The former 180solutions, one of the world's largest distributors of adware, and its two principals have agreed to settle Federal Trade Commission charges that they used unfair and deceptive methods to get consumers to download adware and then obstructed their efforts to remove it.
Zango's settlement with the FTC bars future downloads of Zango's adware without consumers' consent, requires Zango to provide a way for consumers to remove the adware, and requires the company to give up $3 million "in ill-gotten gains," the FTC announced. The FTC complaint named Zango and its principals, Keith Smith and Daniel Todd - all based in Bellevue, Washington. The settlement does not constitute an admission by Zango that it violated the law.
"In announcing a settlement agreement with Zango, the Federal Trade Commission (FTC) today established standards for the online downloadable software industry and, most importantly, provided online consumers with a new and higher level of protection. Zango has met or exceeded the key notice and consent standards detailed in the FTC consent order since at least January 1, 2006," Zango said in a statement.
The FTC charged that Zango's failure to disclose that downloading the free content and software would result in installation of the adware was deceptive, and that its failure to provide consumers with a reasonable and effective means to identify, locate and remove the adware from their computers was unfair, in violation of the FTC Act.
"Early in our business, and as we've acknowledged, we relied too heavily on our affiliates to enforce our consumer notice and consent policies. Unfortunately, this allowed deceptive third parties to exploit our system to the detriment of consumers, our advertisers and our publishing partners. We deeply regret and apologize for the resulting negative impact," said Keith Smith, CEO of Zango.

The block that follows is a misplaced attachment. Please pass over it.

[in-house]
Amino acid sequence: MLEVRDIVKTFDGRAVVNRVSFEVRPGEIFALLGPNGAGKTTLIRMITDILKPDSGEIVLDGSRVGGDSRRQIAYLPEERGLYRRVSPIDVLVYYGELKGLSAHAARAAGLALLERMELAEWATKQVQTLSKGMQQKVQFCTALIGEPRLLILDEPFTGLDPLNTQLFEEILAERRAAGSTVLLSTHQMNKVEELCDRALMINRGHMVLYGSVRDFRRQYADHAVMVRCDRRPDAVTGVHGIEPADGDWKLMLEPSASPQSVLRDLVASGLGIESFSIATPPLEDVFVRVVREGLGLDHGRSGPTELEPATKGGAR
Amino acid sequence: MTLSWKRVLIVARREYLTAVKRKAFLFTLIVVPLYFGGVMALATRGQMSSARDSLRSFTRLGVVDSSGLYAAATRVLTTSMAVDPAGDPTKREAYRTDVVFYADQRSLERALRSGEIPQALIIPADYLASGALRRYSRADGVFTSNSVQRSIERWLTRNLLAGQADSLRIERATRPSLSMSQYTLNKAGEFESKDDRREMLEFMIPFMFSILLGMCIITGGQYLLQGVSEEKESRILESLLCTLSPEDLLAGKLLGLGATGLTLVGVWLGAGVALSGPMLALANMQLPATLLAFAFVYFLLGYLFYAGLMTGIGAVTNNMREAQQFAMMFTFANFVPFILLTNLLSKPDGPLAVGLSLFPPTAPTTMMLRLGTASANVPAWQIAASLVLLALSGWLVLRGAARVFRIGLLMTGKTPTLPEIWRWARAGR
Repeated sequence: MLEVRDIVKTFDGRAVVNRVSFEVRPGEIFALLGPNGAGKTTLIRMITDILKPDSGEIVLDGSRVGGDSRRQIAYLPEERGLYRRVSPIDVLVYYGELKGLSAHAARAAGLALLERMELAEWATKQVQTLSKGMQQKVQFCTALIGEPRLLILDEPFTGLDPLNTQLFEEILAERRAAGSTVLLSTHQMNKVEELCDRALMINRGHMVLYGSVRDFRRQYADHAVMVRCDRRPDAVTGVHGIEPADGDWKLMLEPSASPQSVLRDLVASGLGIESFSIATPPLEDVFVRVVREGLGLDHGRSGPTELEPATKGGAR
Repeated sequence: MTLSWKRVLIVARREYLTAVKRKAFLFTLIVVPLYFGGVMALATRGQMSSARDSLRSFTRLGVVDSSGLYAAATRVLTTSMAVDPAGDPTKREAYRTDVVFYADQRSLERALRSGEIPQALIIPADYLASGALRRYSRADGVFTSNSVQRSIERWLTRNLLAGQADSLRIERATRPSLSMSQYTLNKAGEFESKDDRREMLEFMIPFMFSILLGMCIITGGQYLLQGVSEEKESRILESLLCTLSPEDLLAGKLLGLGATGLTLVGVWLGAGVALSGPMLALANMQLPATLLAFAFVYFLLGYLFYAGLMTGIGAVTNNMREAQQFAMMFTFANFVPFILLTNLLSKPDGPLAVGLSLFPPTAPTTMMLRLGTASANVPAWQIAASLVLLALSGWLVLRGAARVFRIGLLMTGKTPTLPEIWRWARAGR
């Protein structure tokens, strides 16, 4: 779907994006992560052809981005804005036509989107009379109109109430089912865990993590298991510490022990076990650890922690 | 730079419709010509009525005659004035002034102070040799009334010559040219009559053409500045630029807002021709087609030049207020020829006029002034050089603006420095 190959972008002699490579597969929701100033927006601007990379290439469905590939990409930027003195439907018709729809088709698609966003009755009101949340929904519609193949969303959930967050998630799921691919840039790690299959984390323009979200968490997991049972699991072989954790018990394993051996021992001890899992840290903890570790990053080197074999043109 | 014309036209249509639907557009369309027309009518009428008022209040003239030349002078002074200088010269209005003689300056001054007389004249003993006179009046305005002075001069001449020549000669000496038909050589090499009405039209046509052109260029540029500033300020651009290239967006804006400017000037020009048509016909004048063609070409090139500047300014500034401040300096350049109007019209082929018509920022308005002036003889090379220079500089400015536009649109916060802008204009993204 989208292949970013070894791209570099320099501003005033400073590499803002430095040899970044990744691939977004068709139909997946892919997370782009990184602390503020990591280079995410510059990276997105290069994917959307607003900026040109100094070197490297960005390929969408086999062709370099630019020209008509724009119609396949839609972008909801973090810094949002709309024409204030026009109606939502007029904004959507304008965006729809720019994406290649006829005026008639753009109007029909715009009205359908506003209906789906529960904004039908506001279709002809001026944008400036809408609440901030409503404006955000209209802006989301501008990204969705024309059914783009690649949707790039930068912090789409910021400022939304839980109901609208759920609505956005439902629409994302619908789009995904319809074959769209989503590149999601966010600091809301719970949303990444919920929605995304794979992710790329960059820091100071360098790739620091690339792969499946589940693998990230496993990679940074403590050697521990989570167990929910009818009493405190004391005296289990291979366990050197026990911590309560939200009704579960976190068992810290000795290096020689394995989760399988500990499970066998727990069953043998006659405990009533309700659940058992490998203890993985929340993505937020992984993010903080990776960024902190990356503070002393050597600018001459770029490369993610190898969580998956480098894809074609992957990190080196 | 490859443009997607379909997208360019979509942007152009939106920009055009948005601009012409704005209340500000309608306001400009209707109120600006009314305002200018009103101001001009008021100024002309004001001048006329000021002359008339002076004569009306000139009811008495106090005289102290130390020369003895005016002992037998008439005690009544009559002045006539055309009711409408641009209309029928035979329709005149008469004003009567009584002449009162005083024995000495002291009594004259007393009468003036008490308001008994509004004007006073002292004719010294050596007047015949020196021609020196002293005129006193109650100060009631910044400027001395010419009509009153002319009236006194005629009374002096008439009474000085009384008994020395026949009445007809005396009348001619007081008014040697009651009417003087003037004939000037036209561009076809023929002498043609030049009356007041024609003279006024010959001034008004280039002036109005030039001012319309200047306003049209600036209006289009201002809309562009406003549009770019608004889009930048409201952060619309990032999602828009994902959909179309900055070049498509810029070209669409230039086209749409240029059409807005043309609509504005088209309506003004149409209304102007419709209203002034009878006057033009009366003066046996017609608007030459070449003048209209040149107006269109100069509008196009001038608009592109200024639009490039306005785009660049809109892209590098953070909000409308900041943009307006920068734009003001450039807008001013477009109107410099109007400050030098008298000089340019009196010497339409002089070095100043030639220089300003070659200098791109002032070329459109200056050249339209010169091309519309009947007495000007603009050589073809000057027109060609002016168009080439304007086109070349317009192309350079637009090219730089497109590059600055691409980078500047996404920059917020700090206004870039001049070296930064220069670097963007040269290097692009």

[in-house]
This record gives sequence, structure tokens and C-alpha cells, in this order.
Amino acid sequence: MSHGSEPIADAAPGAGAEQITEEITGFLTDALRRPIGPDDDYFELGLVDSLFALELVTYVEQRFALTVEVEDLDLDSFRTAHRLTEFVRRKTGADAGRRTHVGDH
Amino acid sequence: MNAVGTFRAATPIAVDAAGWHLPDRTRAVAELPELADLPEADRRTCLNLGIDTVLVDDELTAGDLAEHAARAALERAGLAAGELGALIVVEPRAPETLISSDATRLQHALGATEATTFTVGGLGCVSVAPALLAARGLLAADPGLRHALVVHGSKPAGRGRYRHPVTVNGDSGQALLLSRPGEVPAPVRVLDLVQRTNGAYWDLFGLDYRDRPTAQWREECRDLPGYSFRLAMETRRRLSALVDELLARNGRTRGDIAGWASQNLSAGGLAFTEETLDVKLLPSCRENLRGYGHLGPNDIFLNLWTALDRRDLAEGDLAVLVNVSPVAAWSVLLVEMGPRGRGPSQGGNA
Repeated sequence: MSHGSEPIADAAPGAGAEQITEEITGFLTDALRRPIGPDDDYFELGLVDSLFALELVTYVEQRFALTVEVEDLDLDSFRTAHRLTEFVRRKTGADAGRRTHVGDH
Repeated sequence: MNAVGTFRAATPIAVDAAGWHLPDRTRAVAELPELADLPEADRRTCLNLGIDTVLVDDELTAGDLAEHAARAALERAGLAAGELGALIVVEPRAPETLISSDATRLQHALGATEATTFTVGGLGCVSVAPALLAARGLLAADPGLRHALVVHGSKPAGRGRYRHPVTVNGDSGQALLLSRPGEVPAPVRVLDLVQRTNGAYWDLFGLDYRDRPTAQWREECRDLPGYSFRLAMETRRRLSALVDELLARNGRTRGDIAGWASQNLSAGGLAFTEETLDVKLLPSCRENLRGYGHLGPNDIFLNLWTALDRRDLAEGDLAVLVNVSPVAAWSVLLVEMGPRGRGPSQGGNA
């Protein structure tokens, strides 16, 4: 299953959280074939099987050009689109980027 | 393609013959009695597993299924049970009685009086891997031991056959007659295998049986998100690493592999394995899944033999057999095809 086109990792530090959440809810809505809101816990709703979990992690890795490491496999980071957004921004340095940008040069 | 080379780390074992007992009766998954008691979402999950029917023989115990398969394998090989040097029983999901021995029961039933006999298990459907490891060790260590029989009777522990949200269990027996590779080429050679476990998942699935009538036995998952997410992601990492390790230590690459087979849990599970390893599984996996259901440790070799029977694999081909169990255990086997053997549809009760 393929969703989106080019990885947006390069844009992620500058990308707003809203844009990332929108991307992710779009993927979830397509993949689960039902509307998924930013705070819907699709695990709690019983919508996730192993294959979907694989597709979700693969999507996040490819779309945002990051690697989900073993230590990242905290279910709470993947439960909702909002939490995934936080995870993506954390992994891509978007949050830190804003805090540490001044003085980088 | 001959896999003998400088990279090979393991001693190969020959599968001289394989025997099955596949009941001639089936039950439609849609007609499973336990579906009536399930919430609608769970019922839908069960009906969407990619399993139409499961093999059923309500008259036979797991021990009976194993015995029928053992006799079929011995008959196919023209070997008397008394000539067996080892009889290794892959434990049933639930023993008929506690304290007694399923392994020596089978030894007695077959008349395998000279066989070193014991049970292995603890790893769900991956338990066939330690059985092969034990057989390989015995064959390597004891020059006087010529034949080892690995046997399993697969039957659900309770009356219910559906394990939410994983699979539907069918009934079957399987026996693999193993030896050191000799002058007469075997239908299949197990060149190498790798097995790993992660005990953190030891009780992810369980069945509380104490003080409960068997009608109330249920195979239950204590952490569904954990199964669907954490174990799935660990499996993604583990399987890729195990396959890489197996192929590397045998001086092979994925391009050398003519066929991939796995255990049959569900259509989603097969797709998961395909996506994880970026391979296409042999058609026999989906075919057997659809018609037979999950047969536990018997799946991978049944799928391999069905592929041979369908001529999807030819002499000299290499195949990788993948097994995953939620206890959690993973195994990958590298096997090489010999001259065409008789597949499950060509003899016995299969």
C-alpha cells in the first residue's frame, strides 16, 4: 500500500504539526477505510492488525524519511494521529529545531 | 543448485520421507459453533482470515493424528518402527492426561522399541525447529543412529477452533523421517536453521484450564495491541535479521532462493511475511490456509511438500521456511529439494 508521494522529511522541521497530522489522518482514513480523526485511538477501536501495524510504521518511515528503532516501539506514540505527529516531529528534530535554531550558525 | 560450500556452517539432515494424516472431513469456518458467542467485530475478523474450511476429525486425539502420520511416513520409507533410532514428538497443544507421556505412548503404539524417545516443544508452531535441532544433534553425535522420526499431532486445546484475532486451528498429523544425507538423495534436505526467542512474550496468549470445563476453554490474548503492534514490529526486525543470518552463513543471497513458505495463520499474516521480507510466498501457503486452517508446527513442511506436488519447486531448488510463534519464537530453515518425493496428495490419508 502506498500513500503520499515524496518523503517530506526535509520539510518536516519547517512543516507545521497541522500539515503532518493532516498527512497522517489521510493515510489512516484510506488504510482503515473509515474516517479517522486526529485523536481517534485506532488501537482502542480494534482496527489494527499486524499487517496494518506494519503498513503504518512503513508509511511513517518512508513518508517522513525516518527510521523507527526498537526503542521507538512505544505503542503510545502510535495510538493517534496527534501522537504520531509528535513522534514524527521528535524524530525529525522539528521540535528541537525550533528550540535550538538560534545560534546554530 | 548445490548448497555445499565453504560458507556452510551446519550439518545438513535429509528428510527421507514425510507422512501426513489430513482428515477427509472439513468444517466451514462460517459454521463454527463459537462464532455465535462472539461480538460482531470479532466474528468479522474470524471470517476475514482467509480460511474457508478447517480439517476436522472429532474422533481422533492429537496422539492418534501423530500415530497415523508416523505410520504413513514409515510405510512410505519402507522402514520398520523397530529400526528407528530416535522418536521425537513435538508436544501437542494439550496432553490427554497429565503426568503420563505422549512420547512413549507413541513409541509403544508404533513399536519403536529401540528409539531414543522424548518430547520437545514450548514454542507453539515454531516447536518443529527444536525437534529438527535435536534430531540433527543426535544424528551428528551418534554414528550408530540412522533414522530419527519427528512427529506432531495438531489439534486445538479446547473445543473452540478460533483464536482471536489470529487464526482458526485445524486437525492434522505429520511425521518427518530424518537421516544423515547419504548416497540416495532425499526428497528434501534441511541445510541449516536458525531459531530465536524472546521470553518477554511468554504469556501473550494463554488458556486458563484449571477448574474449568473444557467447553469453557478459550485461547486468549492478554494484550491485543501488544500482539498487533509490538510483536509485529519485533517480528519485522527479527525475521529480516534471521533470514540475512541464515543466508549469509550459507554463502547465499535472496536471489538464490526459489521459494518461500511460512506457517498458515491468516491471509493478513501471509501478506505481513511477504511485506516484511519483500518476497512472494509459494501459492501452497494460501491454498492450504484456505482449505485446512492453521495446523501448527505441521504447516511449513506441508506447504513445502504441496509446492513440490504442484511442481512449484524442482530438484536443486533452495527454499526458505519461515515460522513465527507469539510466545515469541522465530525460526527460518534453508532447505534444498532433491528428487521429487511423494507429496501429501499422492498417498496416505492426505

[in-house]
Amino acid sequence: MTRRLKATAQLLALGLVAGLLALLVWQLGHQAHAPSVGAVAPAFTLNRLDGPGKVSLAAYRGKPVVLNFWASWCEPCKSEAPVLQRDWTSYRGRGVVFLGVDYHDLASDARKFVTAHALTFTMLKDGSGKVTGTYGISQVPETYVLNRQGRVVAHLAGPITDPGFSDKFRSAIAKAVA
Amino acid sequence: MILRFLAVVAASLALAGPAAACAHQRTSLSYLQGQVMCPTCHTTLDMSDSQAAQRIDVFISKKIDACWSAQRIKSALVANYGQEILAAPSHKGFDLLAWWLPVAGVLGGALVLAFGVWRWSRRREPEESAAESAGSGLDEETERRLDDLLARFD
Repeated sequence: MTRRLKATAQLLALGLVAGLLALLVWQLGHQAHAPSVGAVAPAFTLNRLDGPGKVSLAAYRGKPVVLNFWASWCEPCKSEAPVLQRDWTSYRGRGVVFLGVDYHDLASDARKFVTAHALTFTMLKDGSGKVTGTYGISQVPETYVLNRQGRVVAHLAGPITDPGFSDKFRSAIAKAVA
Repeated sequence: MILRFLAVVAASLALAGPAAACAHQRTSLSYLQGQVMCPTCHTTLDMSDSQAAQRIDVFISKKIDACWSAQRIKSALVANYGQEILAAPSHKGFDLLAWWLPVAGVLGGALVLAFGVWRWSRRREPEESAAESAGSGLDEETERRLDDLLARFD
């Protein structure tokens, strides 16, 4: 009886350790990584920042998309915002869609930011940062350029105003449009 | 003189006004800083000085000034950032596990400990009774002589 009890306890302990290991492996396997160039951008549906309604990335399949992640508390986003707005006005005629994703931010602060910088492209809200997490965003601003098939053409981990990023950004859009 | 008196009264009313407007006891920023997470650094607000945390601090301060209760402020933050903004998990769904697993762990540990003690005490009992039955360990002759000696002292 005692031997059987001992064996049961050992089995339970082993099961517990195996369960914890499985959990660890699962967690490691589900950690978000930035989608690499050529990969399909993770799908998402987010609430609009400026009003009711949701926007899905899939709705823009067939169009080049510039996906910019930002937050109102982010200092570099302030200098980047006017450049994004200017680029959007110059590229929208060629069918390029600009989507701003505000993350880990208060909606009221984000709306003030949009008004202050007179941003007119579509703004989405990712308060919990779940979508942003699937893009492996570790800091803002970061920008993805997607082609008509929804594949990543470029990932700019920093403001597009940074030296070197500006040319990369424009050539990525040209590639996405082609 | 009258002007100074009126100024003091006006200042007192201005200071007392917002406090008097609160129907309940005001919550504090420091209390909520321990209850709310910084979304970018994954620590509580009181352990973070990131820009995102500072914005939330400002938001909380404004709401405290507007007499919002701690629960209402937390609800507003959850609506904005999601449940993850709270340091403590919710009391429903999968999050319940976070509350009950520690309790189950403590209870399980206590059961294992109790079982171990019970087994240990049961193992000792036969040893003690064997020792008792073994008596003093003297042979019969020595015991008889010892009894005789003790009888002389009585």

"The FTC's leadership in providing clarity around best practices is a welcome and significant step forward for Zango and our industry. We embrace the new standards and will continue to create, abide by and strive for best practices that protect consumers," Smith said.
The settlement also…
- Bars Zango from using its adware to communicate with consumers' computers - either by monitoring consumers' web surfing activities or delivering pop-up ads - without verifying that consumers consented to installation of the adware.
- Bars Zango, directly or through others, from exploiting security vulnerabilities to download software, and requires that it give clear and prominent disclosures and obtain consumers' express consent before downloading software onto consumers' computers.
- Requires that Zango identify its ads and establish, implement and maintain user-friendly mechanisms consumers can use to complain, stop its pop-ups and uninstall its adware.
- Requires that Zango monitor its third-party distributors to assure that its affiliates and their sub-affiliates comply with the FTC order.
The settlement contains standard record keeping provisions to allow the FTC to monitor compliance.
The agreement will be subject to public comment for 30 days, beginning today and continuing through December 5, after which the Commission will decide whether to make it final.